NRZ workers down tools


Workers at struggling National Railways of Zimbabwe (NRZ) have downed tools in protest at going for nine months without salaries, but officials say there is no money to pay them.

The workers and representatives from the Zimbabwe Amalgamated Railway Workers Union (ZARWU) sat outside at the company’s provincial offices demanding to be addressed by management.

They said the parastatal has been paying them 20 percent of their salaries, between $40 and $80 per month, depending on their grades.

Andrew Bakasa, who heads the NRZ’s eastern region operations, refused to address the workers, referring them to the head office in Bulawayo.

NRZ public relations manager, Fanuel Masikati, said that the company has been facing challenges in paying its workers but said the current challenges were beyond their control.

“Like any other company now, we have challenges with salaries especially at the beginning of the year and also the fact that companies that we work with have not yet opened,” Masikati said.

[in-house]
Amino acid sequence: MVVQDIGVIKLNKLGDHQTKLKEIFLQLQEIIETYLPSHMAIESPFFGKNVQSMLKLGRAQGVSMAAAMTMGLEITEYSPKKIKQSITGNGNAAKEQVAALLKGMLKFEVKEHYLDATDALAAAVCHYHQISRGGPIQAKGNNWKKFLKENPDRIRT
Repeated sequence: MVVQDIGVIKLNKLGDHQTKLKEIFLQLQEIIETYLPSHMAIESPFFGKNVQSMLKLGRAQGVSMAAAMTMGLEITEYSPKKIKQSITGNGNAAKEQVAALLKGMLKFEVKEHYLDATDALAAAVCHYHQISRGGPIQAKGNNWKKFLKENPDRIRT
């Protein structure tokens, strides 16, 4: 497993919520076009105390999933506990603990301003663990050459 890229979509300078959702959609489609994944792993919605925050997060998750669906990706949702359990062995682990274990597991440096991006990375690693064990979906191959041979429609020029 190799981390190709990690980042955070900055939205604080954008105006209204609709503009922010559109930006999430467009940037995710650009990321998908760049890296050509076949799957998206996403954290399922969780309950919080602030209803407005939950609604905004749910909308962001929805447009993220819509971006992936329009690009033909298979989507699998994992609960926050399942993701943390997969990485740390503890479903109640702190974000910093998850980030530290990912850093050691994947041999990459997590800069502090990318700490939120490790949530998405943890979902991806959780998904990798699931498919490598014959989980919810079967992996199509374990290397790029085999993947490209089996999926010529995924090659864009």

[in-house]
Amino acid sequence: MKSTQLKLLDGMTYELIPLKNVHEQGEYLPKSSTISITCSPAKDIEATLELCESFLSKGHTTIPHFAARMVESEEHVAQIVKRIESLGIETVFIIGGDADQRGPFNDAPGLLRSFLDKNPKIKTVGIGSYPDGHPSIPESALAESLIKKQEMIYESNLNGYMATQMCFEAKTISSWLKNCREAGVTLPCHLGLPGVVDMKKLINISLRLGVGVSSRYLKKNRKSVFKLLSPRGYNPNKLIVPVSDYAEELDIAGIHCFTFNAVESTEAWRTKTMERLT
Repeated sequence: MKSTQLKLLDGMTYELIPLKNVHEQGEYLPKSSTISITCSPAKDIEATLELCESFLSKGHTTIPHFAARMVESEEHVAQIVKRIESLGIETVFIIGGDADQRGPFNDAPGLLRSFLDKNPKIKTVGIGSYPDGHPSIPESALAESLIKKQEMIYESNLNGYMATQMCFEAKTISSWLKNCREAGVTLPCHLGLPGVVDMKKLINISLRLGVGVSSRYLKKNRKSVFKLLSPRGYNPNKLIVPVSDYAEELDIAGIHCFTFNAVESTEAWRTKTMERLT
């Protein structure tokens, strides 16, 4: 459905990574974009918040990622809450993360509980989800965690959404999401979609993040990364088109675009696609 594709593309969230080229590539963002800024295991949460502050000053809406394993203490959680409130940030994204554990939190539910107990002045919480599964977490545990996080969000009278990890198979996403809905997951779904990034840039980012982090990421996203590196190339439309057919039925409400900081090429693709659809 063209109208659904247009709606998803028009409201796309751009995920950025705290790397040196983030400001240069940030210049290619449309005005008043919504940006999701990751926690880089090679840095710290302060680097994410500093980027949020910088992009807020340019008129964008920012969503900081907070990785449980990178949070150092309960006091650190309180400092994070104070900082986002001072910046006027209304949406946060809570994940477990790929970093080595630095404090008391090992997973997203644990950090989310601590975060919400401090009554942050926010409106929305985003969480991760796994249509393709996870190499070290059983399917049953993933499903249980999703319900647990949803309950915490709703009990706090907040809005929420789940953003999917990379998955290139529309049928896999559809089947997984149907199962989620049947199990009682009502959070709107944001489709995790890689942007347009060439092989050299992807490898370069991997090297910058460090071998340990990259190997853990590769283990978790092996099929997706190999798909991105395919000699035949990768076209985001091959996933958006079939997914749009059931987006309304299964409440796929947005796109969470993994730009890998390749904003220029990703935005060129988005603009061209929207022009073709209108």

“Generally, business is slow during the beginning of the year coupled by the current economic environment. All these factors affect us in settling salaries.”

The stricken parastatal is currently transporting six million tonnes of goods per annum, out of 80 million tonnes the system was designed for, due to a depressed market and reduced capacity.

In 2013, it moved 3.6 million tonnes of goods against a target of 6 million tonnes. Comparatively, in 1998, the NRZ moved 18 million tonnes.

It is saddled with a $144 million debt raked up since dollarisation in 2009 and registered a $17 million deficit in the first five months of 2014, generating $44 million revenue against $61 million expenditure.

Government has said it was negotiating with the Development Bank of South Africa (DBSA) for a loan of up to $700 million to fund NRZ’s rehabilitation.- The Source


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Charles Rukuni
The Insider is a political and business bulletin about Zimbabwe, edited by Charles Rukuni. Founded in 1990, it was a printed 12-page subscription only newsletter until 2003 when Zimbabwe's hyper-inflation made it impossible to continue printing.


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